International Compost Awareness Week


Grow your garden! Save money!

By Debbie Bigelow, Master Gardener Volunteer Cornell Cooperative Extension Allegany County

Need a no-cost way to reduce your household expenses? Make compost!

By recycling your kitchen scraps and yard waste into a usable soil and landscape amendment you reduce the amount you have to pay to be rid of. In addition, keeping food scraps and other organic material out of the landfills reduces the amount of methane generated.

You don’t need a fancy tumbler or even a big yard in order to make compost. You can compost in a corner of your property where you can pile up the materials, or you can use a 5-gallon bucket (empty cat litter or large laundry detergent containers with lids are ideal). Simply layer kitchen scraps – egg shells, coffee grounds, chopped up vegetable and fruit peels, etc – with fallen leaves, grass clippings, and weeds you’ve pulled up. (No meat scraps, bones, fats or pet waste). A few branches laid in or broken up into small pieces or some wood chips in any state of decomposition will add loft and improve aeration, and introduces spores of friendly fungi that inhabit healthy soils. Every few inches of your layered materials, toss in a couple handfuls of soil from outside – not by roadsides, please – to inoculate your pile/container with the needed microbes. Add moisture if necessary – the pile should be moist but not dripping. It will need oxygen in order to “work”. You can turn the pile to aerate it – a garden fork or hay fork works, moving materials from deeper in the pile to the outside, and newer materials toward the inside to speed decomposition – or you can just let it sit, if you’re not in a hurry. Turning the pile, or agitating the materials in the bucket, introduces the oxygen that bacteria need for rapid consumption of the materials. Leaving it alone, provided there is adequate fluffiness for air movement, will result in a more fungal-dominant product, which is actually better for long-term soil building. Either way in a few months you get a useful soil amendment and you keep methane-producing materials out of our shrinking landfill space.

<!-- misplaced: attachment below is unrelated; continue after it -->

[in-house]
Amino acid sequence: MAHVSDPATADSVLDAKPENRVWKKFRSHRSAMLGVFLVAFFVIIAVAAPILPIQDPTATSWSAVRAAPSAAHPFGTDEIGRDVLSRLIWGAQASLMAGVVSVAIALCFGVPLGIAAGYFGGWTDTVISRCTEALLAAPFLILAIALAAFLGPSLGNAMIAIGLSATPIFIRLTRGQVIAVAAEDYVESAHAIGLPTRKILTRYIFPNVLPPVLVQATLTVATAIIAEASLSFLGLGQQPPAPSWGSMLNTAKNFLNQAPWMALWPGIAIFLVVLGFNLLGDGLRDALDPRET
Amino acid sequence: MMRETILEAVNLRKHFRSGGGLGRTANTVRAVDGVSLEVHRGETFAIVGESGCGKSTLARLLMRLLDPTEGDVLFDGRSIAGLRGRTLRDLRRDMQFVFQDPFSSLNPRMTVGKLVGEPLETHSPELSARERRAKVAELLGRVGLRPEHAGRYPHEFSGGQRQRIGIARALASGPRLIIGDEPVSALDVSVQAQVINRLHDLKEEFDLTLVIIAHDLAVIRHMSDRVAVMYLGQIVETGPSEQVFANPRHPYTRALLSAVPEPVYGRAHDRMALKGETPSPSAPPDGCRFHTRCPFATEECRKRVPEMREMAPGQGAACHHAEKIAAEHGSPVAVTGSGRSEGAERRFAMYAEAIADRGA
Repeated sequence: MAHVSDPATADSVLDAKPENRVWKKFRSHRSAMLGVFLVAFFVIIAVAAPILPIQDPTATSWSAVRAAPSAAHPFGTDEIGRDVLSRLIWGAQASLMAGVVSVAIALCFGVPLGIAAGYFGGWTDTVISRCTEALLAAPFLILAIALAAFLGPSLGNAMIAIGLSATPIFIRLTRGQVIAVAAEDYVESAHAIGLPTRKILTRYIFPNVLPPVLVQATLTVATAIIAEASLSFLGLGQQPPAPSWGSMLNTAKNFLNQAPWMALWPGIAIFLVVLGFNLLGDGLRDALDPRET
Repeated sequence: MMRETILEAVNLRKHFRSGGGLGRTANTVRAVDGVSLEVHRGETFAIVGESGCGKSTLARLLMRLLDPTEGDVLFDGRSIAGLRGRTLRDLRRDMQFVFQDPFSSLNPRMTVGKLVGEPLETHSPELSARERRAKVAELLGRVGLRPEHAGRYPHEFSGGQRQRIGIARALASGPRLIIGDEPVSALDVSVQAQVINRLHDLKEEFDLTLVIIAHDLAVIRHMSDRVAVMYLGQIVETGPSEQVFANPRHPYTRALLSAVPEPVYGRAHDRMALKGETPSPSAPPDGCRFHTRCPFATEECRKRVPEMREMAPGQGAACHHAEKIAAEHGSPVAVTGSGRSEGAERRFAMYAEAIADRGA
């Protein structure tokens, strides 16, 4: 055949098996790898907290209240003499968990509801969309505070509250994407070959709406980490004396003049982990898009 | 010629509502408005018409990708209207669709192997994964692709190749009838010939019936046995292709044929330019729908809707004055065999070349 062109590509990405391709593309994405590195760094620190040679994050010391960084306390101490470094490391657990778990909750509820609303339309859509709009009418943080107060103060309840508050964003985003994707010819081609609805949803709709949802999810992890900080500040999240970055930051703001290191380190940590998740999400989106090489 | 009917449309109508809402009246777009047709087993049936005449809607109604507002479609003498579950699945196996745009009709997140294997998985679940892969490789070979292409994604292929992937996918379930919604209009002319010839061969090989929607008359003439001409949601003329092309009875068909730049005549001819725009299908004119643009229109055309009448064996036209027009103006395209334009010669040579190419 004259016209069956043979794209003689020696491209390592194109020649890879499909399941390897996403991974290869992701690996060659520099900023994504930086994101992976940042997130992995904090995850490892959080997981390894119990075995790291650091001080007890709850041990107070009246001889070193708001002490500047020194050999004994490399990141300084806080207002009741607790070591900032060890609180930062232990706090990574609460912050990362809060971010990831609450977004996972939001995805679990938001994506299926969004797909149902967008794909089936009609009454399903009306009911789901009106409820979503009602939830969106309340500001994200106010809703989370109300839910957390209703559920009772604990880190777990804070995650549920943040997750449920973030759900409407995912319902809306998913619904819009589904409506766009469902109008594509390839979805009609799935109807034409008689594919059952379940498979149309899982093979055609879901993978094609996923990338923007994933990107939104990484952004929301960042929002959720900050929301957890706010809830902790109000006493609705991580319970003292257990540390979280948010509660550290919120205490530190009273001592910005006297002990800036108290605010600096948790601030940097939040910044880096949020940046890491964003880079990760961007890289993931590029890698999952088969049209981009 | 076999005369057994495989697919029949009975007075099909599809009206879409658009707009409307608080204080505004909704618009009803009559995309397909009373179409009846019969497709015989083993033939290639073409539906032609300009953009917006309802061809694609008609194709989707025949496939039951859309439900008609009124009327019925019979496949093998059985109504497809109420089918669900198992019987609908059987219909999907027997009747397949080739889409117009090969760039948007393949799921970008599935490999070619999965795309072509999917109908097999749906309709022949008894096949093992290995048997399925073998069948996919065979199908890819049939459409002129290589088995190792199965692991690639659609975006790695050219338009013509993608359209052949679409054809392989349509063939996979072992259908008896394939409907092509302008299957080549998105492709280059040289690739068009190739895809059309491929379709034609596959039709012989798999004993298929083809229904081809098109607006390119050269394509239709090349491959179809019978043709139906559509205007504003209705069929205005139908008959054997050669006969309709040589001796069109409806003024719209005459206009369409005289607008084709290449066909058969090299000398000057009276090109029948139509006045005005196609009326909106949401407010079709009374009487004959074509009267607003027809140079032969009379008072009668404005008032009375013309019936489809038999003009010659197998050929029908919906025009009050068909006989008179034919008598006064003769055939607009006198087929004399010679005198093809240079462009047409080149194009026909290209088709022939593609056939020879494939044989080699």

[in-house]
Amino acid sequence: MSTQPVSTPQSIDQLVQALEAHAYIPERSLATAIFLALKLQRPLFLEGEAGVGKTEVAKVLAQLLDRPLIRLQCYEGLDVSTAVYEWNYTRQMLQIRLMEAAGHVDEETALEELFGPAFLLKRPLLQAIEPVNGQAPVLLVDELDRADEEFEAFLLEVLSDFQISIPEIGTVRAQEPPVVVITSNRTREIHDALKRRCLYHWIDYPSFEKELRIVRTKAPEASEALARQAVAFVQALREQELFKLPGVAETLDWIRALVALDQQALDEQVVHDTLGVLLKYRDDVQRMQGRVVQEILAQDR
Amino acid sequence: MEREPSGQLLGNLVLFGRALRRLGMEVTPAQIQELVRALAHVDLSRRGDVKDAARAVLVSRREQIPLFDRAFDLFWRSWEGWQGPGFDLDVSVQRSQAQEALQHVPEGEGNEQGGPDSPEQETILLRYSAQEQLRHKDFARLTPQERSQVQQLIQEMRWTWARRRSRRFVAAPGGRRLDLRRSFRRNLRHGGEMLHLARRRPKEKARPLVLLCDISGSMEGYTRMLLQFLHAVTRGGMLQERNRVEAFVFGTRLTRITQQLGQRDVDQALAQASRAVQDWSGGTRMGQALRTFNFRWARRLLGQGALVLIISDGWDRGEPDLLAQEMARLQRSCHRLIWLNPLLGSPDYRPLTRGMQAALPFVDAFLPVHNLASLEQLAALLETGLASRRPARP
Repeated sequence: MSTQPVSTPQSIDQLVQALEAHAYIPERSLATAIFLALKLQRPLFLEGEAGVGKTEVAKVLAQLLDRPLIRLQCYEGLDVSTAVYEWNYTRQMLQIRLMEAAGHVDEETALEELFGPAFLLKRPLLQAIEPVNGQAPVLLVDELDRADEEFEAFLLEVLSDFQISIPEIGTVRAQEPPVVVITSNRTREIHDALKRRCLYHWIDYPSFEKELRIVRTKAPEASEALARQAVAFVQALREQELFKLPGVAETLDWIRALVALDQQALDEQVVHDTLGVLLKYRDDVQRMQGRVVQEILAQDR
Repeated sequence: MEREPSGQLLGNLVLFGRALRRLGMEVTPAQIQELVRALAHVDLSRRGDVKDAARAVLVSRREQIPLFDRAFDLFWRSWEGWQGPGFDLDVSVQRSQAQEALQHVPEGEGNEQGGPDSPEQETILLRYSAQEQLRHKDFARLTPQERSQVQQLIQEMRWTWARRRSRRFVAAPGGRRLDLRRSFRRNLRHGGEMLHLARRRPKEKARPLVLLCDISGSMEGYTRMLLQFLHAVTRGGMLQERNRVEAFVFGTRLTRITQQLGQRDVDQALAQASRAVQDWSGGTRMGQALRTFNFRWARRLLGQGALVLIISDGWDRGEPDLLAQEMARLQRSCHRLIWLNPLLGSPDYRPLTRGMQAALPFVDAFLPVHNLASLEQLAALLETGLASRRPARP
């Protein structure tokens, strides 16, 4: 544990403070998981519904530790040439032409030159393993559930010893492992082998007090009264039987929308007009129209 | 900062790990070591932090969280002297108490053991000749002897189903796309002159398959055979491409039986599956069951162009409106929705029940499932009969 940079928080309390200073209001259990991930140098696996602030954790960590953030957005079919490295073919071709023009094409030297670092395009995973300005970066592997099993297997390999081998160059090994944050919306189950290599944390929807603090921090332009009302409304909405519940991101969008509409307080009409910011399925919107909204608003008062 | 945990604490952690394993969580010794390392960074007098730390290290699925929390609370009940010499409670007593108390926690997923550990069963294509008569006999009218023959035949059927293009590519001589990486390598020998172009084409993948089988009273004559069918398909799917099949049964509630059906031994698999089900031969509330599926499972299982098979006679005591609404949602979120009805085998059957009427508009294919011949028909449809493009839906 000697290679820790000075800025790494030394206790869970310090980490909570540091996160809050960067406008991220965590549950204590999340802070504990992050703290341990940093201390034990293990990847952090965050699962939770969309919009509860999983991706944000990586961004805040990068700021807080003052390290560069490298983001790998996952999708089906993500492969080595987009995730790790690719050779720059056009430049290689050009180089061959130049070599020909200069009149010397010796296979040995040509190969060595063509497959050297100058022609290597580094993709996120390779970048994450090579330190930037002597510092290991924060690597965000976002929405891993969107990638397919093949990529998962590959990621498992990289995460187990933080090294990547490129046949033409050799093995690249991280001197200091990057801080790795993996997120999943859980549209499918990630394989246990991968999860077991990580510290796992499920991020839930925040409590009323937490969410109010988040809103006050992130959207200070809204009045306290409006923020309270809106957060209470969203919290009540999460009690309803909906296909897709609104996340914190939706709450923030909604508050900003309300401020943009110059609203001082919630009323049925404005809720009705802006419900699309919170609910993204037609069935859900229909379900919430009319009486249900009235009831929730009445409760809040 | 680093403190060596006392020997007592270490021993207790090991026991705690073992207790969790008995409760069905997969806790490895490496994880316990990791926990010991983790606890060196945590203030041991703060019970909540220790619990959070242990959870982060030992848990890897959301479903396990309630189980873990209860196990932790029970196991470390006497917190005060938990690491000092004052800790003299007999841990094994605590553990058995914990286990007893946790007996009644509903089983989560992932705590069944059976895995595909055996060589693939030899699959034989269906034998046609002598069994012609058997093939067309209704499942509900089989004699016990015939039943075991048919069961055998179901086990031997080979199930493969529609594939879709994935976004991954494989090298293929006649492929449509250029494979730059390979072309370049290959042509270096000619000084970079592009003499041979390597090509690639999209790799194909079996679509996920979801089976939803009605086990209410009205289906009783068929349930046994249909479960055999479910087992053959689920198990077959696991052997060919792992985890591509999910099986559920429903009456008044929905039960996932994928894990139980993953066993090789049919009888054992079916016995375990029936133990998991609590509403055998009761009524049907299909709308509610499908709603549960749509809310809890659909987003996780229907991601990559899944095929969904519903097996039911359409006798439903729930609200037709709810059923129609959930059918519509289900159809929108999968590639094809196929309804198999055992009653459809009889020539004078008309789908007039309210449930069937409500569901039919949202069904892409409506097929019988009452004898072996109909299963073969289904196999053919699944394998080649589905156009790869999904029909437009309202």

For additional help, in Allegany County contact your Cornell Cooperative Extension Master Gardeners at, or call (585)-268-7644 ext 14ext. For Master Gardener help or call (716) 699-2377 ext. 127.

Grow your retirement fund! Call Gildner and Associates for a free consult!

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